Small businesses such as local retailers, hairdressers, cafes and restaurants, and tourism operators are struggling to keep staff on and stay afloat as our cities close down and people stay at home to mitigate the risk of spreading coronavirus. Since occasions such as birthdays and anniversaries are still celebrated, and in the future you will need to get a haircut or plan a weekend escape, why not purchase a gift card or make an online purchase from a local business? They will appreciate this gesture more than you could ever know.


5. Donate to charities helping the homeless, elderly, sick and hungry.

With fundraising events cancelled worldwide and volunteers staying at home, charities are facing a financial crisis leaving the people they help – the homeless, elderly, sick and hungry – more vulnerable. Donating to charities such as Meals on Wheels, Save the Children, WellChild and mental health support services such as Lifeline and Beyond Blue will help them to continue their important work during this time of crisis.

Related Post: How to Give Back When You’re on a Tight Budget (or Just Broke AF)

6. Don’t freak out if businesses don’t accept your reusables.

Eco-conscious consumers and zero wasters will have no choice but to accept single-use paper coffee cups and plastic tumblers when purchasing at cafes and restaurants under new health and safety measures rejecting the use of personal reusable cups. This is designed to prevent the spread of COVID-19 and protect baristas and other workers.

Early in the month, Starbucks announced that it is suspending its reusable cup policy due to the novel coronavirus outbreak but will continue to honour its discount for anyone who brings in their reusables, event if they can’t use them.

Credit: cottonbro.

“Our focus remains on two key priorities: Caring for the health and well-being of our partners and customers and playing a constructive role in supporting local health officials and government leaders as they work to contain the virus,” said Rossann Williams, Starbucks’ president of company-operated businesses in the United States and Canada in an open letter published on the company’s website.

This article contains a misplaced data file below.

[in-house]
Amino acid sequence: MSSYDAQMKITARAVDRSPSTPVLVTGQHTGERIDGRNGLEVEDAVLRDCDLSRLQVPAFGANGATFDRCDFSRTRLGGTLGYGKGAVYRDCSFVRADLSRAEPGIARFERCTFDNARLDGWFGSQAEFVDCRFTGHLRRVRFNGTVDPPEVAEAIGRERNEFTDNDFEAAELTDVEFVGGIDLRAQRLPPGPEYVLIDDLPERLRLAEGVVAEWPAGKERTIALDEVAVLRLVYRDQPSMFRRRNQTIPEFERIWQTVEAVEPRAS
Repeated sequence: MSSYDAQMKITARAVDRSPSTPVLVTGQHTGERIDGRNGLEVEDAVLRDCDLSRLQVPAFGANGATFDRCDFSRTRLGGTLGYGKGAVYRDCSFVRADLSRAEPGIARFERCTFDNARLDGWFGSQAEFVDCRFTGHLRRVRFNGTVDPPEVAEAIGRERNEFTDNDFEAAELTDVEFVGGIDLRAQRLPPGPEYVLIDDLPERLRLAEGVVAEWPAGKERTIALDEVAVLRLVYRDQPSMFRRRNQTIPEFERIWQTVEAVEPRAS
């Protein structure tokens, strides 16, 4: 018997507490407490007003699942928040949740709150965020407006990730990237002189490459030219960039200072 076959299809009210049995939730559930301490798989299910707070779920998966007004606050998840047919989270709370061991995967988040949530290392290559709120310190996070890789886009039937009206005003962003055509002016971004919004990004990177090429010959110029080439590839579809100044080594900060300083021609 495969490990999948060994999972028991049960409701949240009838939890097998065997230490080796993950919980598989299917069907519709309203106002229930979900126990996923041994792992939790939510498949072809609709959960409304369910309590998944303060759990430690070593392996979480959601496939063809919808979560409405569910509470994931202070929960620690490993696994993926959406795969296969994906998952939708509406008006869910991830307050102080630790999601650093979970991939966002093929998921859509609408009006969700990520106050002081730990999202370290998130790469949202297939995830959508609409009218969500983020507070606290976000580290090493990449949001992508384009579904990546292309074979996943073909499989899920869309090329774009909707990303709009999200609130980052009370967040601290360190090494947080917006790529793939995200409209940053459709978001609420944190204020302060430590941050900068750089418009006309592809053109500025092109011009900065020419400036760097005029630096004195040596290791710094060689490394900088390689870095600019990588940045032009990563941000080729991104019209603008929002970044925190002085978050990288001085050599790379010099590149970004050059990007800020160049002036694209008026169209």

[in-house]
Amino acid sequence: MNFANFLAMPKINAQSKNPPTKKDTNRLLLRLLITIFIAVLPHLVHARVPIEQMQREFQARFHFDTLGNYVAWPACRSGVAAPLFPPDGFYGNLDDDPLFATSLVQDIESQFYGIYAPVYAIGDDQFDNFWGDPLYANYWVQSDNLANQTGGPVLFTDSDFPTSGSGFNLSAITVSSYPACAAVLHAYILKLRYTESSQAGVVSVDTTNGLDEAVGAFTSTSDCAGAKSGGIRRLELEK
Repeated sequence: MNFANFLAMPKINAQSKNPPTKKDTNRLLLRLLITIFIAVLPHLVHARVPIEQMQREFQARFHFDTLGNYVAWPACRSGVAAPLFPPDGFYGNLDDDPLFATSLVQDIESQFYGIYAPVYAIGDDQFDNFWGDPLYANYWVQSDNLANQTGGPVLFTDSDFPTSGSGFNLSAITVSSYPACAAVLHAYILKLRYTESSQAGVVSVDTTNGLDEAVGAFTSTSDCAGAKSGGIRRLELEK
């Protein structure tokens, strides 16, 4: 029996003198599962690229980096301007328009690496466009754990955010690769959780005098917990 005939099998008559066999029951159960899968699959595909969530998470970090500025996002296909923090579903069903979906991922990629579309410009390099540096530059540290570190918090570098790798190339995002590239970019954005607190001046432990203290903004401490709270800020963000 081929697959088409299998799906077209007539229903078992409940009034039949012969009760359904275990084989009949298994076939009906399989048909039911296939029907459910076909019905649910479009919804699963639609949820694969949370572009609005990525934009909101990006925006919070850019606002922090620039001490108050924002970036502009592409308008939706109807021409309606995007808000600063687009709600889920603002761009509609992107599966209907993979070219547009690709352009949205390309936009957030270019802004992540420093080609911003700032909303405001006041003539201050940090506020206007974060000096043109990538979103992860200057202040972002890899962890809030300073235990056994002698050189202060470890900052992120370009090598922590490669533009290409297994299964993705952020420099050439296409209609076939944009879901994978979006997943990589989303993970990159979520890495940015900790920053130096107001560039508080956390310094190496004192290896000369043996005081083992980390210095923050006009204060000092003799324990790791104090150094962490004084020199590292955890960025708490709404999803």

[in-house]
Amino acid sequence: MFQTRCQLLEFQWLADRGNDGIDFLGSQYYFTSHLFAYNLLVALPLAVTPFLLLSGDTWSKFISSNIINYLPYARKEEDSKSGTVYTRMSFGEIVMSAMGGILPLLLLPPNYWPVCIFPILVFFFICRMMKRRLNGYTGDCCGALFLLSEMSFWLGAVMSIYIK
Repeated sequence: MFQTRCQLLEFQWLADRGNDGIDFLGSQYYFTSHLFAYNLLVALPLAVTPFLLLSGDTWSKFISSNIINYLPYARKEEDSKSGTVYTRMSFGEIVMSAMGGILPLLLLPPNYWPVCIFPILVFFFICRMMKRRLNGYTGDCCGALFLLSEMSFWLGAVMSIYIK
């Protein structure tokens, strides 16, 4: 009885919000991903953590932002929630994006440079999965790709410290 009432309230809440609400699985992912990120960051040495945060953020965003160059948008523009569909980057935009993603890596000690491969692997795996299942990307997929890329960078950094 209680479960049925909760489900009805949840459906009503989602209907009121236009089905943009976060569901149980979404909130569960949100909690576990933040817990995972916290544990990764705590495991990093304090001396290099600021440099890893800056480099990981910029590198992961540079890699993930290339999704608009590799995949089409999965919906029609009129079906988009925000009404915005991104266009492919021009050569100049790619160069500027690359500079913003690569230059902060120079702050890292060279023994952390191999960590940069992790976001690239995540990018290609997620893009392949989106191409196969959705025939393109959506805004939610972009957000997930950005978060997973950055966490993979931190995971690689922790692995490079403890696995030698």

If this is a deal-breaker for you, just avoid buying takeaway coffee and just enjoy the beverage at home instead.

7. Donate to a food bank.

Donate to your local food bank to help keep it stocked up as vulnerable families and people will rely on this service more during this time of crisis. During the Australian bushfires, we learned that food banks prefer cash to tinned goods, so before you decide to clean out your pantry of canned tomatoes and baked beans, considering giving money instead.

8. Write a letter.

Hospitals and nursing homes are restricting visitor access so writing a letter to loved ones and other care residents will help to brighten their day knowing that there’s someone who cares enough to write them a letter filled with well wishes and kindness.

9. Sing from your balconies together.

Follow in the footsteps of the Italians and sing from your balconies. There’s nothing like music and song to lift community spirits and improve morale.

10. Join a local COVID-19 Mutual Aid group (UK)

If you’re in the UK, consider joining a local COVID-19 Mutual Aid group near you. This volunteer-run focuses on “supporting local community groups organising mutual aid throughout the Covid-19 outbreak in the UK” and provides guidance and resources on how you can support your local communities.

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Feature image by Claire Mueller.